I do share Peters’ sympathy for ‘grandma’ and I fully agree that it was probably a valid baptism based on what we have been told. But for someone whom I strongly suspect probably knew better, this little stunt does, for me, raise the “wtf flag” that Peters objects to. Indeed, if this episode is accurate, what do you want to bet that there were other fast-and-loose sacramental practices taking place–again, in the name of a kind of sentimentality short on understanding the sacramental/theological consequences of such actions–which might have been less likely to have been valid?

    If my presumptions here are wrong, making my assessment (and judgment) on the situation wrong, then so be it… that’s the luxury of looking at this as nothing more than an academic exercise. Unfortunately, the tendency of some to manufacture ‘meaningful’ celebrations of the sacraments through various novelties often results in becoming, as the saying goes, “not a good example, but a horrible warning”. In any case, the little dust-up here and in other corners of the blogosphere confirms that.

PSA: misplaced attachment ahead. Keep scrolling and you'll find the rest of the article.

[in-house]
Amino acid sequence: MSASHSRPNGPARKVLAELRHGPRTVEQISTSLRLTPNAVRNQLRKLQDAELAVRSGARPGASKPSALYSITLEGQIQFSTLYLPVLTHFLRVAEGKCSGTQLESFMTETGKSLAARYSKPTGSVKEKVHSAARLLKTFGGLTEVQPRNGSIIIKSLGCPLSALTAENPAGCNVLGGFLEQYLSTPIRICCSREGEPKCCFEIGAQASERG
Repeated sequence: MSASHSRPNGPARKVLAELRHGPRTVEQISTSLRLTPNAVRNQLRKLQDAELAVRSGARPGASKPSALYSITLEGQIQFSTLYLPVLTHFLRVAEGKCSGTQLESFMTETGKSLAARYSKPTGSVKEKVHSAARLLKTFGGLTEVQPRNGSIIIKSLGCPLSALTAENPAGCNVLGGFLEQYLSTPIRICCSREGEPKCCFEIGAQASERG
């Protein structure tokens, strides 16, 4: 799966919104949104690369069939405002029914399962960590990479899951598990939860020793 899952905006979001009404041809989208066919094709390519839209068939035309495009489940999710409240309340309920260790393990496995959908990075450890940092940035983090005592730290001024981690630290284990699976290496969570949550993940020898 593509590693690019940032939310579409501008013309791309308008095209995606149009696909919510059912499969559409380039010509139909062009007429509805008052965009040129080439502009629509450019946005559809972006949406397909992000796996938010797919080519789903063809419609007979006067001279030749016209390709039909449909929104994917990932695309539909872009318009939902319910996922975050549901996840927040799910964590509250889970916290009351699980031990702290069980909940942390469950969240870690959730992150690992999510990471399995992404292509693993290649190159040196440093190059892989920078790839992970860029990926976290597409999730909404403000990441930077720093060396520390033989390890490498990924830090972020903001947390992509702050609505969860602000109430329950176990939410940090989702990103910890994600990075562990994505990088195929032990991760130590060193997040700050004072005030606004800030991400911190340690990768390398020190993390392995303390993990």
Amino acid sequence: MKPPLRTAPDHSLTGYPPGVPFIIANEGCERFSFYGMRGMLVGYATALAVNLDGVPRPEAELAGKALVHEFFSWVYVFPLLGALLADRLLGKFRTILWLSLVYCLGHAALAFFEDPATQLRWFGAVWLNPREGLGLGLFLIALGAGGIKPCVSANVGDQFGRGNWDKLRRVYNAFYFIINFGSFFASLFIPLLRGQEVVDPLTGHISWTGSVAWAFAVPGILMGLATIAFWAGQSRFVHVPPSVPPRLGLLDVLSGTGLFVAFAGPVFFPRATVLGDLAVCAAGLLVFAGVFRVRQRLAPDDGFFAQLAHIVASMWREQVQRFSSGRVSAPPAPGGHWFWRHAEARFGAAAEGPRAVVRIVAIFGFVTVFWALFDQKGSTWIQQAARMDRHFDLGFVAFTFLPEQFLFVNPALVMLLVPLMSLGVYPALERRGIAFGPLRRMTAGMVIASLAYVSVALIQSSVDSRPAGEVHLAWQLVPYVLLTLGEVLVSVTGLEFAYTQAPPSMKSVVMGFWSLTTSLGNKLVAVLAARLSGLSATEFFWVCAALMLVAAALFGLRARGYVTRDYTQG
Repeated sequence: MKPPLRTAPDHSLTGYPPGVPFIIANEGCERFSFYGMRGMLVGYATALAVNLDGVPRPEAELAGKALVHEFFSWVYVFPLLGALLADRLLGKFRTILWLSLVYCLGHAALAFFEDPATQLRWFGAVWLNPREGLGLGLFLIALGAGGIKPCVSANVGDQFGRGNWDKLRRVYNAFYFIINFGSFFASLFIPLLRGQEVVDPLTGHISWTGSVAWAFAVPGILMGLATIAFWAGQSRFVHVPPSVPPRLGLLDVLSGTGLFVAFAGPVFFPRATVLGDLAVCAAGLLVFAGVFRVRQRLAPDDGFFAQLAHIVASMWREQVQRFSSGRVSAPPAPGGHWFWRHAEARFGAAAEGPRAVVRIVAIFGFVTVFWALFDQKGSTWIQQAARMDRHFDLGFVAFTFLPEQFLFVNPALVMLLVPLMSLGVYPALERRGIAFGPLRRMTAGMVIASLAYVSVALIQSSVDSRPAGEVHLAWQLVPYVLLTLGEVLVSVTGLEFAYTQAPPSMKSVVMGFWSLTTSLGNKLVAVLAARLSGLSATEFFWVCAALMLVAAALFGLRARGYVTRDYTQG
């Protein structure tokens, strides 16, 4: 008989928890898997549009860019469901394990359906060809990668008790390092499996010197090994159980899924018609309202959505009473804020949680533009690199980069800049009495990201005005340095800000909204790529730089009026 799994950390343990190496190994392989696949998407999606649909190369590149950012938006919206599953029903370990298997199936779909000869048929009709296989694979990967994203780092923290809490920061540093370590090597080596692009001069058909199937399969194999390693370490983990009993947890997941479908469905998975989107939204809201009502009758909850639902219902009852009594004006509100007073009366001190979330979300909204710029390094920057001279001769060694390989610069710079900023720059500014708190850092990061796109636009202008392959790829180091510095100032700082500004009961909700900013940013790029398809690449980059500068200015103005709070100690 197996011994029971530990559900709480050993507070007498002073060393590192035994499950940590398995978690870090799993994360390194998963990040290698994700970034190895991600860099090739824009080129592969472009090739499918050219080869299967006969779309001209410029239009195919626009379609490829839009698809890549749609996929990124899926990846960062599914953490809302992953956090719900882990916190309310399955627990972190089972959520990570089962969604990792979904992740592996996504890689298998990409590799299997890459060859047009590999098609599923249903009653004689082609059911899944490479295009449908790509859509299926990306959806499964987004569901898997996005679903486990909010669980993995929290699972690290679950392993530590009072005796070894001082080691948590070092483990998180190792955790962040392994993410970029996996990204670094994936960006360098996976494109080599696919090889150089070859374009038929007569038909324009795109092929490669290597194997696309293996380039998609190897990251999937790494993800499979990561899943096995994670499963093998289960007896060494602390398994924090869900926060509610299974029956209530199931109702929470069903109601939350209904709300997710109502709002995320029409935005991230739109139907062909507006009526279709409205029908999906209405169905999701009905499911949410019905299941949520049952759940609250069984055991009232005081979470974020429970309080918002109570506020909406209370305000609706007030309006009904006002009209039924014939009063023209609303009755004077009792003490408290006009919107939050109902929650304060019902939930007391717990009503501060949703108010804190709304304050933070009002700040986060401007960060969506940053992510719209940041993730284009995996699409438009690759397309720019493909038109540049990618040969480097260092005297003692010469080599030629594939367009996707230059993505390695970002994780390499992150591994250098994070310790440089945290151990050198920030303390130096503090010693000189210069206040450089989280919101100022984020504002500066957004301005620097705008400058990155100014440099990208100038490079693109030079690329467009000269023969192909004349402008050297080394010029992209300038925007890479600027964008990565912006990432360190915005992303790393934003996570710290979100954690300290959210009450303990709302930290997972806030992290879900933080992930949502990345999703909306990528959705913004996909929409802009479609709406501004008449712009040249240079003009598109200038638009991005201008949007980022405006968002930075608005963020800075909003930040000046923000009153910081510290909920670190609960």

18. CarpeNoctem,

    Is it possible, just possible, that things went down exactly as Peters described, and nothing more?

    Why “fill in the blank” with the most negative things that come to mind?